Deferment is a temporary postponement of your loan payments. In some cases the federal government will cover your interest. Under other circumstances the interest keeps piling on. The most common deferment is for students who continue their education. A word of caution: if you owed $40,000 at 8% interest, then in a period of 24 months, you’d accrue $6,400 in interest.
If you haven’t already graduated to the strains of paying back student loans, there’s one thing you can do to lighten the burden once you’re out in the real world. Van Duvall says first take out the minimum needed. “You can always come back again and again during the semester if you run out of funds.” A second trick is to pay whatever you can on the interest that accrues on some of your loans. “I’d say $20 a month is doable, and it’ll make a big difference in the amount you owe when you graduate,” she adds.
Calculations can be tricky. Fortunately for you, a couple of the large loan consolidators offer helpful Web sites that will let you plug in figures and calculate repayment strategies. USA Group (www.usa group.com) an
d Sallie Mae (www.sallie mae.com) will walk you through all the basics, explain options for your loans and guide you through decisions, whether you’re an undergraduate or have been out of school for years.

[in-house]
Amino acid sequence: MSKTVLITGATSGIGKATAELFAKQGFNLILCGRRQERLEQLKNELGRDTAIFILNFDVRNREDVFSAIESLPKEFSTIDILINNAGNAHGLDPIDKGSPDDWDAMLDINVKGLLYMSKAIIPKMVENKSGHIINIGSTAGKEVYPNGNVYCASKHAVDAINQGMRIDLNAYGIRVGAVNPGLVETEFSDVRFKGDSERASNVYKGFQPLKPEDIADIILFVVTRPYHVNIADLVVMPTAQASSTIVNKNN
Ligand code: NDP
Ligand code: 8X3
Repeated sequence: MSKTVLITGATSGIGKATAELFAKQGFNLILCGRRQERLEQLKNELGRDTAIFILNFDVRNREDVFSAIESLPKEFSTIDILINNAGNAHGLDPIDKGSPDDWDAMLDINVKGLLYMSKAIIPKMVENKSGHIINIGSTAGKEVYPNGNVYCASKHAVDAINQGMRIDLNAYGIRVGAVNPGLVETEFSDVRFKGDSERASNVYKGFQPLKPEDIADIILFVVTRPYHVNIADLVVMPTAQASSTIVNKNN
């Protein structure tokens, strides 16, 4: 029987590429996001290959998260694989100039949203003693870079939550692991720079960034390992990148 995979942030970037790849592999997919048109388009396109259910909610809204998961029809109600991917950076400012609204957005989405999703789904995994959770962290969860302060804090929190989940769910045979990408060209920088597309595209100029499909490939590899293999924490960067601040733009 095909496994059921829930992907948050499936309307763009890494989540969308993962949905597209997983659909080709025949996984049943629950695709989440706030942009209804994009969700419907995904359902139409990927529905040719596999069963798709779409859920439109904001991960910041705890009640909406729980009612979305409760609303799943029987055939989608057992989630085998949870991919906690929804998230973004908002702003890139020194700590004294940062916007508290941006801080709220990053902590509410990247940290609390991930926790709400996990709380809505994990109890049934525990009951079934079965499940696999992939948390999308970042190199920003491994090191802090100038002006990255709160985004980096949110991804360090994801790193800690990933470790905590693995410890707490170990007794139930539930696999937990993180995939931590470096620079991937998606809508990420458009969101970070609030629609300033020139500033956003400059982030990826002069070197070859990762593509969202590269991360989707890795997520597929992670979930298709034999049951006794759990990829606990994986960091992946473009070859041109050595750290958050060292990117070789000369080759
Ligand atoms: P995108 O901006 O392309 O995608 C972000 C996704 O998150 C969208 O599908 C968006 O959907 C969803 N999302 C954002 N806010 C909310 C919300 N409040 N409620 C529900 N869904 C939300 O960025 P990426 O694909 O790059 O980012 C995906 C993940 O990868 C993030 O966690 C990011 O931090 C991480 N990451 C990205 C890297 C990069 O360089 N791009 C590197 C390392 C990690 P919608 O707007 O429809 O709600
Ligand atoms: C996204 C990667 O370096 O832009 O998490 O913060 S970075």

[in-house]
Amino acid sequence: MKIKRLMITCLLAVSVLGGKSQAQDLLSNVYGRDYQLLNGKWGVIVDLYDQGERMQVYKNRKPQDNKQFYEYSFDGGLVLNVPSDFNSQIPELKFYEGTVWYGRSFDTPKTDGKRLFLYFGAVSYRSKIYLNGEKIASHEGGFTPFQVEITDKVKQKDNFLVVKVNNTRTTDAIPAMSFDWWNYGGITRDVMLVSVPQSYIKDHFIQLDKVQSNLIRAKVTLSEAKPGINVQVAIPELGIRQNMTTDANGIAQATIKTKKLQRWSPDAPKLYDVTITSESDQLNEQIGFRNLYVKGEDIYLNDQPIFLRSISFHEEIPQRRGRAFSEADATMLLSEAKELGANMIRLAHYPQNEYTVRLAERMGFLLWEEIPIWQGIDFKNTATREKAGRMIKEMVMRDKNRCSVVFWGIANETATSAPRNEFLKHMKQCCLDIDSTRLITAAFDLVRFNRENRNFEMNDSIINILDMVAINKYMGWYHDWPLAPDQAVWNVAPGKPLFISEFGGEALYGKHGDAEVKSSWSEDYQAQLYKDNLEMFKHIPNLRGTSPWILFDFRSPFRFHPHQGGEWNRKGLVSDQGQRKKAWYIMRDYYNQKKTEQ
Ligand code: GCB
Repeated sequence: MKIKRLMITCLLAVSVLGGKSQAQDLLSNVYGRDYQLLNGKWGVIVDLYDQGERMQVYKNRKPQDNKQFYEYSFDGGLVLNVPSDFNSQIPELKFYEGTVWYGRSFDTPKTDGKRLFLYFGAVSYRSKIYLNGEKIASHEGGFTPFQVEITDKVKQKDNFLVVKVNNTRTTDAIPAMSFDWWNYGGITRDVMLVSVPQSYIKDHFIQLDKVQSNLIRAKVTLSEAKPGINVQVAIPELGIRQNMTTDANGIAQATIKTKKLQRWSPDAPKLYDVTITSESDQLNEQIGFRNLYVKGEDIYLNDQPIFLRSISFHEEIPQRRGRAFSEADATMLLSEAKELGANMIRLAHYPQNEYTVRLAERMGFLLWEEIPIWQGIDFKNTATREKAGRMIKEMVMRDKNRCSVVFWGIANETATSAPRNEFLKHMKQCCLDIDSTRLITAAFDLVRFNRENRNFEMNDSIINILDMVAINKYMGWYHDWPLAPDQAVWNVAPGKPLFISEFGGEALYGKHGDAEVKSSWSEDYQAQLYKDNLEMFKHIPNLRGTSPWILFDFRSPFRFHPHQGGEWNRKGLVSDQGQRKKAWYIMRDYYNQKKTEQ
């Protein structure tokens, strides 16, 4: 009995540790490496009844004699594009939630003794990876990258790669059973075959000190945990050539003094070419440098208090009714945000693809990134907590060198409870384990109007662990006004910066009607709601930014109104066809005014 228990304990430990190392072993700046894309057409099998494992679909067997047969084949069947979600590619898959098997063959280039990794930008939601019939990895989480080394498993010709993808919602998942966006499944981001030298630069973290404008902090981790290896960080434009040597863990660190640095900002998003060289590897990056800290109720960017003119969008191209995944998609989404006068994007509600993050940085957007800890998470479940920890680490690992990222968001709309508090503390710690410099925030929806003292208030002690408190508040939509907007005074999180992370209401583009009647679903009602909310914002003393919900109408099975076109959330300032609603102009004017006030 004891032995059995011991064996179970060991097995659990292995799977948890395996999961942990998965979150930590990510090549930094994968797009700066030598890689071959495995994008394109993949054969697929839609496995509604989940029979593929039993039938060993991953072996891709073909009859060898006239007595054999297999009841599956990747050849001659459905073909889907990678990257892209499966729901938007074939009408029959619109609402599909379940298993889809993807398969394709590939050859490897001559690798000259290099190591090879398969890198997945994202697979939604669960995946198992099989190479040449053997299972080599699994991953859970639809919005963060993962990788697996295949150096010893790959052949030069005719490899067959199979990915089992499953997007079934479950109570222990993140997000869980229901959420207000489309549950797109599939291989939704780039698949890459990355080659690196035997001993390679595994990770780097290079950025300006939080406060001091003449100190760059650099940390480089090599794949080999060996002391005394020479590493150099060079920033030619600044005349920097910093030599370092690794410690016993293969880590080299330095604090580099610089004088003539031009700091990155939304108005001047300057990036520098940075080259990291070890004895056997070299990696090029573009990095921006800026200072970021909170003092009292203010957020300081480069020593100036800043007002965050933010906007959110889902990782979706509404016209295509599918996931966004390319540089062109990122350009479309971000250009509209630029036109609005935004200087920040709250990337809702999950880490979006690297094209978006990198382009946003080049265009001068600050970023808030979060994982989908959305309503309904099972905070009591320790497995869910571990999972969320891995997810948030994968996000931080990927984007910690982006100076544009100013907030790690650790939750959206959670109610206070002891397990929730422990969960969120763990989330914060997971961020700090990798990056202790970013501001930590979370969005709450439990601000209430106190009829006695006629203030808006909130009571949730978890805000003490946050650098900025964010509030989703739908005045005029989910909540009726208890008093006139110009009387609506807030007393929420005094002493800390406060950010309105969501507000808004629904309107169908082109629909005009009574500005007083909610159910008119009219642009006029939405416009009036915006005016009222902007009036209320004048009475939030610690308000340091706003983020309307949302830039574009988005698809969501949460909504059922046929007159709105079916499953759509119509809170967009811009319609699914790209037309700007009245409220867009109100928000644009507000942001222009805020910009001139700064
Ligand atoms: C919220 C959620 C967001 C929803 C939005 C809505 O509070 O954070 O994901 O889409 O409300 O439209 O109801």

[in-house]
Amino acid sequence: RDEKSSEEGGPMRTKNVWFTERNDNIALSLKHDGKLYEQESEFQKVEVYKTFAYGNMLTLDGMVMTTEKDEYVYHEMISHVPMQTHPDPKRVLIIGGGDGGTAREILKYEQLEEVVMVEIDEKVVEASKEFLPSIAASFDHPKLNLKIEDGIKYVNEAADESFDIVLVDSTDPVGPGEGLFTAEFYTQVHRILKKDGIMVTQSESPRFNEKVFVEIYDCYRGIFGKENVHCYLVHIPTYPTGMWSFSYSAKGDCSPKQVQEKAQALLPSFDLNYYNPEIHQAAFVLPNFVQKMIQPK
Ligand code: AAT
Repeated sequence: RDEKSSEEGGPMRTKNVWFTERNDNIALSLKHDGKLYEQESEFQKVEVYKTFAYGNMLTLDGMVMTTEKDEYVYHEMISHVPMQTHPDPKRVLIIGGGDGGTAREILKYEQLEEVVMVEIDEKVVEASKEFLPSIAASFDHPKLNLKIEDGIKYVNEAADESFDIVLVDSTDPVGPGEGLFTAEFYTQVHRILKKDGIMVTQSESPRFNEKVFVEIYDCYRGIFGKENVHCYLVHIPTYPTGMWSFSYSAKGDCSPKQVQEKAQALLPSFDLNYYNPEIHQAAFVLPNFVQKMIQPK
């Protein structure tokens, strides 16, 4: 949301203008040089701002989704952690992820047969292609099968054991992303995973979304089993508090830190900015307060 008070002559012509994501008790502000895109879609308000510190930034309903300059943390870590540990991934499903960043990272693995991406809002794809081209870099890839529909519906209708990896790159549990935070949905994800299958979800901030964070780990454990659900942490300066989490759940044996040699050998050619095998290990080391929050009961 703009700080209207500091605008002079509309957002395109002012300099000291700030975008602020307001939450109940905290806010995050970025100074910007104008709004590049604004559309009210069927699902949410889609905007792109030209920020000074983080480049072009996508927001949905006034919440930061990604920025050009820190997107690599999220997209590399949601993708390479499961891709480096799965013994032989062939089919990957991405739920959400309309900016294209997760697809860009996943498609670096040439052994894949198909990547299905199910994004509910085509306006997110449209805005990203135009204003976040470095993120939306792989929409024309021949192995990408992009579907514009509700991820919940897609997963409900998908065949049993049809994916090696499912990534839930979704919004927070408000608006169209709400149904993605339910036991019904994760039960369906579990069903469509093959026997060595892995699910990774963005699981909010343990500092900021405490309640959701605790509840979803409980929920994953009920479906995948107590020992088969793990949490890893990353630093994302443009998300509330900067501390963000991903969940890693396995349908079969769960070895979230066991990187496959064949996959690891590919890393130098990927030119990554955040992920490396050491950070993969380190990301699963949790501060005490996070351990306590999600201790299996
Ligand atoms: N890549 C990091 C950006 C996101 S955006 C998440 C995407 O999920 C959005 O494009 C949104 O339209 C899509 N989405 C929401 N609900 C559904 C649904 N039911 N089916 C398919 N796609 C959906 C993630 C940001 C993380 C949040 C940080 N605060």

COPING WITH THE FISCAL PAIN
Think there’s no end in sight? Dinkins Stanciel was in the same boat not long ago. In 1992, up to her neck in student loans to cover expenses at Northwestern, she was shocked to find out that Hurricane Andrew had passed through her native Miami and ravaged her parents’ home. Suddenly, she couldn’t rely on help from her folks. “I had to max out my credit card, and it was almost too much to make payments.” Even when she finished school, Dinkins-Stanciel felt overwhelmed by one life change after another. There was her $15,000 wedding. Then her parents’ home was hit by a hurricane. “It seemed like one burden after another. I’ve had to look over my finances again and again to really consider what was crucial and what wasn’t,” she recalls. “But if I could handle it and come out OK, I think anyone can.”
The Big Payback
|*Interest rate is assumed to hold constant for the life of the loan.
**Borrower’s income is assumed to increase 5% annually. During the first five years of repayment, monthly payments must be enough to at least cover the accruing interest. Income-sensitive loans must be paid back within 15 years
Source: USA Group, Indianapolis, www.usagroup.com
Borrower’s income is assumed to increase 5% annually.